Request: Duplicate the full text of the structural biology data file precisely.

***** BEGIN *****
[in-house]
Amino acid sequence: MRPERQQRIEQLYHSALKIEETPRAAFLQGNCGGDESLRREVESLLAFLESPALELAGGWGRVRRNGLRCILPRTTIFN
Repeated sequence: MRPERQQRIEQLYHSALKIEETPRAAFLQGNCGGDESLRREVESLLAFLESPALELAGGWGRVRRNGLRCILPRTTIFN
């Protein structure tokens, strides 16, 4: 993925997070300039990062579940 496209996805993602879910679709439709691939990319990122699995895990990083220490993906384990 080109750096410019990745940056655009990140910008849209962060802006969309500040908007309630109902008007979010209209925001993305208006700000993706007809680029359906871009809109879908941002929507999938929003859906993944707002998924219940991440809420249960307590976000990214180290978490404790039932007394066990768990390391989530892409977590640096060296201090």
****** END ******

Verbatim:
[in-house]
Amino acid sequence: MRPERQQRIEQLYHSALKIEETPRAAFLQGNCGGDESLRREVESLLAFLESPALELAGGWGRVRRNGLRCILPRTTIFN
Repeated sequence: MRPERQQRIEQLYHSALKIEETPRAAFLQGNCGGDESLRREVESLLAFLESPALELAGGWGRVRRNGLRCILPRTTIFN
């Protein structure tokens, strides 16, 4: 993925997070300039990062579940 496209996805993602879910679709439709691939990319990122699995895990990083220490993906384990 080109750096410019990745940056655009990140910008849209962060802006969309500040908007309630109902008007979010209209925001993305208006700000993706007809680029359906871009809109879908941002929507999938929003859906993944707002998924219940991440809420249960307590976000990214180290978490404790039932007394066990768990390391989530892409977590640096060296201090």